The title of the question does not allow enough characters for a clear statement of the question. This is the question:
Imagine that a series of black holes are converging toward a common center of gravity. To simplify the scenario, imagine the black holes are all of equal mass and therefore have identical event horizons. They are approaching from identical distances from the center of mass with identical magnitudes of velocity.
It seems to me that if two of the black holes were approaching on opposite directions on the arbitrary x-axis and three were approaching on the y-z plane with a mutual angular separation of 120 degrees that eventually the event horizons of the five black holes would begin to overlap (of course other numbers of black holes and geometries could create a similar phenomenon).
Using Euclidean geometry for analysis, it appears that as the black holes continued to approach the common center of gravity, there would be a period of time where a volume of normal space at the center is completely surrounded by a composite event horizon, then by a shell consisting of the space within this common event horizon and then by a continuous outer event horizon which in turn is surrounded by normal space.
So is there anything remarkable about this inner region of space? Is it still normal space? It appears to be completely cut off from the rest of the universe, to a greater extent than is true even for the space within the event horizon of a black hole. Normal space can communicate one-way with inner event horizon space. but there is no communication in either direction between core space and normal space. Also ,nothing within this core-space or the core-space itself ever actually crossed an event horizon, yet it is completely surrounded by not one but two event horizons.
Is there any reason to think any of the laws of physics would be different in this region of space? As the black holes continued toward the center of gravity and this core space continues to contract, would Hawking radiation at the surrounding event horizon region increase exponentially and attempt to explode this structure (consisting of a concentric shell of space sandwiched between two event horizons and an inner core of normal space) just as an atomic-scale black hole is predicted to do?
Could this process progress - at the core space region - to form the equivalent of an event horizon of an atomic scale mini-black hole but with negative curvature?
EDIT 1: It occurs to me that the event horizons of the approaching black holes may not actually merge. There should be a plane of zero net gravity intersecting at a 90 angle to a line segment with the ends defined by any two centers of two black holes. For equimassive black holes the line segment would be intersected at the midpoint of the line, with increasing net gravity as the distance on either side of the plane increases but remaining below a value that creates a continuum of space with the black hole inner event horizon space.
This may result in a continuous series of pathways of normal space connecting the inner or core space region with normal space surrounding the composite black hole system.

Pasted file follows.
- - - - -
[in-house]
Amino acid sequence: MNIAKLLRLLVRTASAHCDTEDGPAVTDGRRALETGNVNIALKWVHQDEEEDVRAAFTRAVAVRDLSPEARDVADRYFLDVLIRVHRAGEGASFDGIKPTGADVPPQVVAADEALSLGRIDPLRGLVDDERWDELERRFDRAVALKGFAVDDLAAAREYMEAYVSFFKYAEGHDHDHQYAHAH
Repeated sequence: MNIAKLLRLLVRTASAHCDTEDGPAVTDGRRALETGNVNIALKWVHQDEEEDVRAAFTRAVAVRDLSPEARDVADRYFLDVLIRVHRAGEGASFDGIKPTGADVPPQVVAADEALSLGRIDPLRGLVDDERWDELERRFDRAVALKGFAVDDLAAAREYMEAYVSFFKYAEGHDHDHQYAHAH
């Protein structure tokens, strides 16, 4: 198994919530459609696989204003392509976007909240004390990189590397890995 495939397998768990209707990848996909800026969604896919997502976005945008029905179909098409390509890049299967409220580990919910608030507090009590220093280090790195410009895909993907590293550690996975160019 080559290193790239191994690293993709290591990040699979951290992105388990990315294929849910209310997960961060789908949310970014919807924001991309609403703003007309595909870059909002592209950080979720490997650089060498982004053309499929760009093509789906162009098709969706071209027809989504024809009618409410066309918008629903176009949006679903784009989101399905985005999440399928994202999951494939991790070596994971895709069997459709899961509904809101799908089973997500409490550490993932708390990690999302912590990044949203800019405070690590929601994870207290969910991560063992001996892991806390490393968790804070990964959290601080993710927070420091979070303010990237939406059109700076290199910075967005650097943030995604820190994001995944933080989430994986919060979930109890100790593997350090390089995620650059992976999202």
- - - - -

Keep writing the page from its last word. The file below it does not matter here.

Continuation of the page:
One commentator inquired whether the composite system could have rotation. If - rather than 5 approaching black holes - the three y-z plane BHs were in the same orbit around the center of mass with 120 degree angular separation and the two x-axis black holes were in orbit in a perpendicular orbital plane (or alternatively three black hole as in the y-z plane) then the composite system would have 2 rotating elements.
Of course the masses of the black holes in one orbital plane could be different than those in the other orbital plane such that the resultant two orbits did not intersect. The orbital radii could be quite different - perhaps such that the system could be gravitationally stable or quasi-stable.
If the orbital speeds were high enough, the hypothetical pathways between core space and external normal space could be changing so fast that any potential pathway from the exterior of the composite system would require a speed greater than light for any matter/energy to succeed in travelling through the pathway before it was swept away by an approaching event horizon.
There could still be continuous normal space connections between core space and external space but the core space region would still be effectively isolated from external normal space since no transfer of matter/energy could occur between the two regions.
The commentator also inquired about what I thought the inside event horizon might look like - I interpret this as "what would be the surface topology of inner event horizon?" I imagine in the simplest case it would be five-sided, three "walls" a floor and a ceiling with each wall and the floor and ceiling having a convexity with radius of curvature equal to that of the black hole event horizons.
Of course this core space regions would be extremely black - perhaps the blackest region of space that is theoretically possible. Interestingly if the orbital model of this system included a black hole as the center of mass of the system, the core region would then be a 3-d shell of space bounded by a single inner event horizon and the two outer event horizons - so this inner shell space would be contained within three event horizons. J.F.